“Dear Chase Client” “Our system detected your account has been compromised and we had no choice than to temporarily suspend your account.” These are pretty upsetting words to read, if they were true. A mouse-over of the link “Click Here to Verify Your Account Info” reveals the link to point to a shortened URL at bit.ly, just like the Amazon phish above. The email wasn’t sent from Chase Bank but from the gmail address Just.Mazika@gmail.com.

 

 We used Unshorten.It to see where the bit.ly address really leads to and discovered that the Chase Bank phishing scam will send you to a fake Chase Bank page on a website in the small Balkan country of Montenegro (2-letter country code = .me)

Now delete!

 

Your Money: Amazon Gift Card, Get Free Quotes…For Everything!

Can you spot the very funny error in this scam sent from Exclusively_for_you@instantrewards.site? You know what re-gifting is? Apparently the scammers had created an identical scam targeting Walmart customers with a fake $100 gift card. Then they tweaked the design to target Amazon users…. But forgot to make one small change.

The domain registered and used for this Amazon Gift Card scam is instantrewards.site. A WHOIS lookup shows that it was registered on June 13 by someone named David Rodriguez. By the way, if you look up the company “RewardsFlow, LLC” in Google (identified as the sender of this email), you’ll see several links identifying that company as a scam. Visit: https://www.google.com/#q=rewardsflow+llc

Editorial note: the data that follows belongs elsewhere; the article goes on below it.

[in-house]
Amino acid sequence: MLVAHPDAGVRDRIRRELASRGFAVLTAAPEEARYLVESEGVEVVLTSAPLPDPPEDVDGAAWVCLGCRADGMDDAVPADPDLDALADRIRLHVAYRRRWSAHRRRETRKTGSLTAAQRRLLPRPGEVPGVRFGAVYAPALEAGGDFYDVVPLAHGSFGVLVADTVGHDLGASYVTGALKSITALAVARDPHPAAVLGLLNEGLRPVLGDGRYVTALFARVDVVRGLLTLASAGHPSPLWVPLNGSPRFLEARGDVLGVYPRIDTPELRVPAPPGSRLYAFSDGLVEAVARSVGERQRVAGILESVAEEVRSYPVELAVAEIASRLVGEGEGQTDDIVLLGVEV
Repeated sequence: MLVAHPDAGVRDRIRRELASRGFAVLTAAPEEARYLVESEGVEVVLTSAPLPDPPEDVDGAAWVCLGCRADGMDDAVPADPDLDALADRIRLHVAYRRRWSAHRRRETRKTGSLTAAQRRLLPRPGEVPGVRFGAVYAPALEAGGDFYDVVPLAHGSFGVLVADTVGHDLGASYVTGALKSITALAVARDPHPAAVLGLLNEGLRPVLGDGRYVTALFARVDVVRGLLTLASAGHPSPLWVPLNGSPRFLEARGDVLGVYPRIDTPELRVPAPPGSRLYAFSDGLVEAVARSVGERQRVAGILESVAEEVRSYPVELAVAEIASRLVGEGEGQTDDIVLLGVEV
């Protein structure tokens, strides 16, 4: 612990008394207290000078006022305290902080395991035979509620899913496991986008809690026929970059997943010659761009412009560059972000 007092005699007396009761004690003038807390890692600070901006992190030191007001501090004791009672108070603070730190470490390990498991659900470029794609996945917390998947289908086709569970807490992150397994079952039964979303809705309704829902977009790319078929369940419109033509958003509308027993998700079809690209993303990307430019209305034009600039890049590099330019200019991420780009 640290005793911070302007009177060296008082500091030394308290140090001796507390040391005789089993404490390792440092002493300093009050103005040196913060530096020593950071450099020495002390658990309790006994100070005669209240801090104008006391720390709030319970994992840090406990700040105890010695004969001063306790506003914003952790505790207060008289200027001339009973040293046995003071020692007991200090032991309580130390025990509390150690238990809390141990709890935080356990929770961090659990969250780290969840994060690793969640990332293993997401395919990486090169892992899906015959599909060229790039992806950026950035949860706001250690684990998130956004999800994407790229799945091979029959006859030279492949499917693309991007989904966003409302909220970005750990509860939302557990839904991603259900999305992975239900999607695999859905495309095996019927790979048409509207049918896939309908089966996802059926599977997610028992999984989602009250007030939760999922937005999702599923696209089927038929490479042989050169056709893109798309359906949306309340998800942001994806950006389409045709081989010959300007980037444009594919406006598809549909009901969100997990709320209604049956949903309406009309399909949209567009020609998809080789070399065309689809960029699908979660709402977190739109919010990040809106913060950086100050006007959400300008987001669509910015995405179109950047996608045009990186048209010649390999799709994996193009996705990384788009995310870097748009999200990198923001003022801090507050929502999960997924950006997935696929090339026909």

Then deeeeleeeete!

Many of the malicious emails we see come disguised as “free quotes” and “free consultations” for many different things… Insurance, roofing, window installation, Heating/Cooling installation and much more. They are all engineered to do one thing, manipulate the recipient to click a malicious link. Here is what several of these “free quotes” look like. Notice the odd domains the emails come from and lead to. And in case you had any doubts about our evaluation, look at the Zulu Score about the first quote for “free HVAC estimates.”

 

9-Free HVAC Estimates zulu score

 

 

 

 

TOP STORY: Targeting A Chief Financial Officer for Attack

This week’s Top Story is a company or organization’s worst nightmare.  The Chief Financial Officer of a school was targeted by full name with a malicious email pretending to be from the very real company called Grimley Finance Corporation, an agency that specializes in collecting debt. The signature name and contact information accurately represents the President of Grimley FC. And even the subject line was crafted to target the institution. “Outstanding Tuition Receivables” All the evidence suggests that this incendiary device came from a criminal group in India. Let’s break it down for you…